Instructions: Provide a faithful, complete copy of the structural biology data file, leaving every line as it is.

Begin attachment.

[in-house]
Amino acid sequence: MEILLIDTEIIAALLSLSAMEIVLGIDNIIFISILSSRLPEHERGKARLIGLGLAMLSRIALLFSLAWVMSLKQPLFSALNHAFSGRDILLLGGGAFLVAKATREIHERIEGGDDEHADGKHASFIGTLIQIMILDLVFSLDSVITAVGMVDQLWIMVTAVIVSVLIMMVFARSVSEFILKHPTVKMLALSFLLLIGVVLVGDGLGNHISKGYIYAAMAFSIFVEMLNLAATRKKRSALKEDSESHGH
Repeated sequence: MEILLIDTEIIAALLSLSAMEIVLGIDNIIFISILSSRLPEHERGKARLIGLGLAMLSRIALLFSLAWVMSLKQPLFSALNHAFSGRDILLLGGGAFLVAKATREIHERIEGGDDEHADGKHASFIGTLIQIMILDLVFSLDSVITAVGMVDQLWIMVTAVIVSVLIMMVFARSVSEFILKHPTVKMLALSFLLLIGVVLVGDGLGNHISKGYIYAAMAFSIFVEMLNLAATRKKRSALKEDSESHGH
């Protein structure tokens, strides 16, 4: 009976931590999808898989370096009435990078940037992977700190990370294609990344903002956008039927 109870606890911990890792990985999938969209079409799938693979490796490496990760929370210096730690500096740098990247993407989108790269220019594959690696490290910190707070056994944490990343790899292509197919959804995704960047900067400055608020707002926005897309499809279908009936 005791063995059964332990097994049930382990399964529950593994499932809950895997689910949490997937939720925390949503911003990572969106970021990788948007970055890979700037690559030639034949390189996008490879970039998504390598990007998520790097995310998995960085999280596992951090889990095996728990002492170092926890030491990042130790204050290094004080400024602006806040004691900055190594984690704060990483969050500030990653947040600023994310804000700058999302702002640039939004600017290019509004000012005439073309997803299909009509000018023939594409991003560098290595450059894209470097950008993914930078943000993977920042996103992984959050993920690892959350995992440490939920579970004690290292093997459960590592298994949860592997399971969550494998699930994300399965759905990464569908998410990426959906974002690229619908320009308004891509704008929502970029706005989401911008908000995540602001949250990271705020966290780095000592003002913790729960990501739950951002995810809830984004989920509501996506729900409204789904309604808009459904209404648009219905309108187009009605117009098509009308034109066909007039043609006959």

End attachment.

[in-house]
Amino acid sequence: MEILLIDTEIIAALLSLSAMEIVLGIDNIIFISILSSRLPEHERGKARLIGLGLAMLSRIALLFSLAWVMSLKQPLFSALNHAFSGRDILLLGGGAFLVAKATREIHERIEGGDDEHADGKHASFIGTLIQIMILDLVFSLDSVITAVGMVDQLWIMVTAVIVSVLIMMVFARSVSEFILKHPTVKMLALSFLLLIGVVLVGDGLGNHISKGYIYAAMAFSIFVEMLNLAATRKKRSALKEDSESHGH
Repeated sequence: MEILLIDTEIIAALLSLSAMEIVLGIDNIIFISILSSRLPEHERGKARLIGLGLAMLSRIALLFSLAWVMSLKQPLFSALNHAFSGRDILLLGGGAFLVAKATREIHERIEGGDDEHADGKHASFIGTLIQIMILDLVFSLDSVITAVGMVDQLWIMVTAVIVSVLIMMVFARSVSEFILKHPTVKMLALSFLLLIGVVLVGDGLGNHISKGYIYAAMAFSIFVEMLNLAATRKKRSALKEDSESHGH
């Protein structure tokens, strides 16, 4: 009976931590999808898989370096009435990078940037992977700190990370294609990344903002956008039927 109870606890911990890792990985999938969209079409799938693979490796490496990760929370210096730690500096740098990247993407989108790269220019594959690696490290910190707070056994944490990343790899292509197919959804995704960047900067400055608020707002926005897309499809279908009936 005791063995059964332990097994049930382990399964529950593994499932809950895997689910949490997937939720925390949503911003990572969106970021990788948007970055890979700037690559030639034949390189996008490879970039998504390598990007998520790097995310998995960085999280596992951090889990095996728990002492170092926890030491990042130790204050290094004080400024602006806040004691900055190594984690704060990483969050500030990653947040600023994310804000700058999302702002640039939004600017290019509004000012005439073309997803299909009509000018023939594409991003560098290595450059894209470097950008993914930078943000993977920042996103992984959050993920690892959350995992440490939920579970004690290292093997459960590592298994949860592997399971969550494998699930994300399965759905990464569908998410990426959906974002690229619908320009308004891509704008929502970029706005989401911008908000995540602001949250990271705020966290780095000592003002913790729960990501739950951002995810809830984004989920509501996506729900409204789904309604808009459904209404648009219905309108187009009605117009098509009308034109066909007039043609006959």